The golden era of the Karaouine was in the 12th, 13th, 14th and 15th centuries, that is, under the Almohades and throughout the reign of the Merinids, those eager patrons of learning and builders of some of the city’s most exquisite architectural monuments. In those days the university attracted students not only from Africa and the Muslim world beyond, but even from Europe. Due to the seclusion in which it had chosen to live through most of the 18th and 19th centuries and to its occupation by France, from
1912 to 1956, Morocco remained practically unknown to the rest of the world. Even the professional Arabist knew far less about it than he did about the Near East, Thus it is seldom realized that Morocco was the first western country to produce a university that has functioned uninterruptedly to the present day.
In The Rise of Colleges: Institutions of Learning in Islam and the West, George Makdisi has demonstrated how terms such as having “fellows” holding a “chair,” or students “reading” a subject and obtaining “degrees,” as well as practices such as inaugural lectures, the oral defense, even mortar boards, tassels, and academic robes, can all be traced back to the practices of madrasas.
The initial curriculum focused on the religious sciences and later covered other disciplines such as grammar, geography, history, mathematics, medicine, chemistry and astronomy. The university played a leading role in the cultural and academic relations between the Islamic world and Europe. The cartographer Mohammed al-Idrisi (d. 1166), whose maps aided European exploration in the Renaissance lived in Fes for some time, suggesting that he may have worked or studied at Al-Qarawiyyin.
The prestigious academic reputation transcended religious divisions. Popular tradition suggests that Gerbert of Auvergne (930-1003), who would become Pope Sylvester II who is credited with introducing Arabic numerals to Europe, was once a student at al-Qarawiyyin.
The university served as a bridge of knowledge between Africa and between the Middle East and Europe. When Muslims were expelled from Spain in the 13th century, many of them came to Fèz and to Qarawwīyīn. They brought with them their learning of European and Moorish arts and sciences.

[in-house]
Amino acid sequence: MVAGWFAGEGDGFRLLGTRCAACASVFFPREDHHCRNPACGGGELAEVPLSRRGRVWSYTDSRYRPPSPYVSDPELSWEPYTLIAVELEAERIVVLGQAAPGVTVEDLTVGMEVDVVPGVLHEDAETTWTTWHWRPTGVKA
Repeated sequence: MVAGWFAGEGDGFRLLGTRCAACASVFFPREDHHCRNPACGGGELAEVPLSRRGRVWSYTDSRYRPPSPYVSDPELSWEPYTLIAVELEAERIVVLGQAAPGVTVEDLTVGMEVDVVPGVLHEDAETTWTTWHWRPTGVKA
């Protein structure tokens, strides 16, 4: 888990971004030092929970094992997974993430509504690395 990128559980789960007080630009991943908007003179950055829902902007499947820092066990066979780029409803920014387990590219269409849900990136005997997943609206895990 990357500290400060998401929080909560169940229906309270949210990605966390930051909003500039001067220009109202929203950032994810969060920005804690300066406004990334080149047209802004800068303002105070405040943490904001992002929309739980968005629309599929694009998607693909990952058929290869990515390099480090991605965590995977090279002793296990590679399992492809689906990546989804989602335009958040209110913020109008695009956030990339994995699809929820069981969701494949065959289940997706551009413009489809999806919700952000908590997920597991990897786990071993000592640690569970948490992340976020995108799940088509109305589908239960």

The most efflorescent period for the institution spanned between 12th and 15th centuries when it was lavishly patronized by Almohades and Merinids.
Al-Qarawiyyin, produced a number of high profile scholars who exercised a strong influence in the academic realms in the Muslim world. Among the great names, the list include Abu Abullah Al-Sati, Abu Al-Abbas al-Zwawi, Ibn Rashid Al-Sabti (d.721 AH/1321 CE), Ibn Al-Haj Al-Fasi (d.737 AH/1336 CE) and Abu Madhab Al-Fasi who led his generation in studies of the Maliki school of thought.
On the world stage, Al-Qarawiyyin played, in medieval times, a leading role in the cultural exchange and transfer of knowledge between the Muslims and Europeans. Pioneer scholars include Ibn Maymun (Maimonids, (1135-1204) who was taught at Al-Qarawiyyin by Abdul Arab Ibn Muwashah. The famous Al-Idrissi (d.1166 CE) is said to have settled in Fes for considerable time suggesting that he must have worked or studied at Al-Qarawiyyin. Sources also list a number of peers such as Ibn Al-‘Arabi (1165-1240 CE), Ibn Khaldun (1332-1395 CE), Ibn Al-Khatib, Alpetragius, Al-Bitruji, Ibn Harazim, and Ibn Wazzan are said to have all taught in Al-Qarawiyyin. Some historical accounts also spoke of Ibn Zuhr (d.1131 CE) spending a great deal of time travelling between Andalusia, Fes, and Marrakech.
Besides Pope Sylvester II, other Christian students include the Belgian scholar Nichola Louvain settled in Fes in 1540 and studied Arabic at Al-Qarawayyin, to be followed later by Golius who also studied Arabic there.
A special room with strict security and temperature and humidity controls houses the several ancient works. The library’s collection of over 4000 manuscripts t include volumes from the Sirat Ibn Ishaq, the earliest collection of biographicaal accounts of the Prophet and the famous Muwatta of Imam Malik written on gazelle parchment, There is a treatise on the Maliki school of Islamic jurisprudence. Its 200 pages of gazelle leather are inscribed with tiny immaculate calligraphy dotted with embellishments in gold ink. There is also a 12th-century copy of the Gospel of Mark in Arabic.
Another precious possession is a ninth-century copy of the Qur’an, written in ornate Kufic script on camel skin given to the university by Sultan Ahmed Al-Mansur Al-Dhahabi in 1602.The library has the original handwritten and signed copy of historian and philosopher Ibn Khaldun’s Al-‘Ibar. “Book of Lessons.” “Praise be to God, what is written belongs to me,” reads a line in Ibn Khaldun’s elegant handwriting and an original copy of Muqaddimah. It also has a treatise on medicine by philosopher and physician Ibn Tufayl from the 12th century. “From baldness to corn on the foot, all ailments of the body are listed – in verse, to make them easier to learn. There is also a 12th-century manuscript – a treatise in astronomy by philosopher Al-Farabi – shows the course of the planet Jupiter, complete with drawings of astonishing precision.
History show that early Muslim women reformers were authentic exemplars of modern economic and social philosophies. More important the early role models were altruistic whereas many of their present day peers are driven more by populist impulses.
What’s important about Fatima al-Fahiri’s story is that she creates not only a sense of pride for younger girls, but also a sense of possibility. In her they can see the story of women’s resilience and vision.